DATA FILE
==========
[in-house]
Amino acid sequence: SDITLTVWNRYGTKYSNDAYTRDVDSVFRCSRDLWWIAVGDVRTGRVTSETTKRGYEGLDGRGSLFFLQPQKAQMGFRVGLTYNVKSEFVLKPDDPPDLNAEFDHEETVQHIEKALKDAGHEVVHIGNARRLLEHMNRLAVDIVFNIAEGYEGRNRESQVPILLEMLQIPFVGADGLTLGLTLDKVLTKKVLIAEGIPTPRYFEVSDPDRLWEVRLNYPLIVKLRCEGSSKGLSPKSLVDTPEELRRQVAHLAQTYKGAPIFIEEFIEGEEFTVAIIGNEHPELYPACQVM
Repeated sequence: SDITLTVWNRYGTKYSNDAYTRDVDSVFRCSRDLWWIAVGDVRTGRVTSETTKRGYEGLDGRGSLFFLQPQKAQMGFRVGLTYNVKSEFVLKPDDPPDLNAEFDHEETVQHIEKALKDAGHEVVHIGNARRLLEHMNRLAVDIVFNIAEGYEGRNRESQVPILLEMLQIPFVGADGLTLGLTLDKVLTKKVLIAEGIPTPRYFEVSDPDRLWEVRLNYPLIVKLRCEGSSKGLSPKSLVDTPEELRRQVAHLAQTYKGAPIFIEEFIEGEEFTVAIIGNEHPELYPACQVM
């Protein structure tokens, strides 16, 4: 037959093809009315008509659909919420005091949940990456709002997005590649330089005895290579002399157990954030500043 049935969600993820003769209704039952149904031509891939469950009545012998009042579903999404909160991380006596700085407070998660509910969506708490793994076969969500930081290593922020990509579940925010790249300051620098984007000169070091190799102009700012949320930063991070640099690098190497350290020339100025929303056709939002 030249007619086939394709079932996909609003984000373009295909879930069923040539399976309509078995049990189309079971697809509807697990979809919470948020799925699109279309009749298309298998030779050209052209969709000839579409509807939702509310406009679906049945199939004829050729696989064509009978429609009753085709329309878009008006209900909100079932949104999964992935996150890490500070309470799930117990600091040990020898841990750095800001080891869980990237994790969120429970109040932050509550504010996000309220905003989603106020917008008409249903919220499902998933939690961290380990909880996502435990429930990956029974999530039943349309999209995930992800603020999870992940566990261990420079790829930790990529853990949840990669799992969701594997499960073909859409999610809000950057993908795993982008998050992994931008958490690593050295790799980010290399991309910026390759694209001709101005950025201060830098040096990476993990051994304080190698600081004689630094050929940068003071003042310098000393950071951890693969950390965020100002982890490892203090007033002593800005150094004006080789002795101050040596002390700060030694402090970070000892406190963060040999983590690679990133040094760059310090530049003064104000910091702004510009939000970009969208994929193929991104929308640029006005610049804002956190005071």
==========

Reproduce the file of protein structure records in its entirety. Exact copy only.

[in-house]
Amino acid sequence: SDITLTVWNRYGTKYSNDAYTRDVDSVFRCSRDLWWIAVGDVRTGRVTSETTKRGYEGLDGRGSLFFLQPQKAQMGFRVGLTYNVKSEFVLKPDDPPDLNAEFDHEETVQHIEKALKDAGHEVVHIGNARRLLEHMNRLAVDIVFNIAEGYEGRNRESQVPILLEMLQIPFVGADGLTLGLTLDKVLTKKVLIAEGIPTPRYFEVSDPDRLWEVRLNYPLIVKLRCEGSSKGLSPKSLVDTPEELRRQVAHLAQTYKGAPIFIEEFIEGEEFTVAIIGNEHPELYPACQVM
Repeated sequence: SDITLTVWNRYGTKYSNDAYTRDVDSVFRCSRDLWWIAVGDVRTGRVTSETTKRGYEGLDGRGSLFFLQPQKAQMGFRVGLTYNVKSEFVLKPDDPPDLNAEFDHEETVQHIEKALKDAGHEVVHIGNARRLLEHMNRLAVDIVFNIAEGYEGRNRESQVPILLEMLQIPFVGADGLTLGLTLDKVLTKKVLIAEGIPTPRYFEVSDPDRLWEVRLNYPLIVKLRCEGSSKGLSPKSLVDTPEELRRQVAHLAQTYKGAPIFIEEFIEGEEFTVAIIGNEHPELYPACQVM
């Protein structure tokens, strides 16, 4: 037959093809009315008509659909919420005091949940990456709002997005590649330089005895290579002399157990954030500043 049935969600993820003769209704039952149904031509891939469950009545012998009042579903999404909160991380006596700085407070998660509910969506708490793994076969969500930081290593922020990509579940925010790249300051620098984007000169070091190799102009700012949320930063991070640099690098190497350290020339100025929303056709939002 030249007619086939394709079932996909609003984000373009295909879930069923040539399976309509078995049990189309079971697809509807697990979809919470948020799925699109279309009749298309298998030779050209052209969709000839579409509807939702509310406009679906049945199939004829050729696989064509009978429609009753085709329309878009008006209900909100079932949104999964992935996150890490500070309470799930117990600091040990020898841990750095800001080891869980990237994790969120429970109040932050509550504010996000309220905003989603106020917008008409249903919220499902998933939690961290380990909880996502435990429930990956029974999530039943349309999209995930992800603020999870992940566990261990420079790829930790990529853990949840990669799992969701594997499960073909859409999610809000950057993908795993982008998050992994931008958490690593050295790799980010290399991309910026390759694209001709101005950025201060830098040096990476993990051994304080190698600081004689630094050929940068003071003042310098000393950071951890693969950390965020100002982890490892203090007033002593800005150094004006080789002795101050040596002390700060030694402090970070000892406190963060040999983590690679990133040094760059310090530049003064104000910091702004510009939000970009969208994929193929991104929308640029006005610049804002956190005071």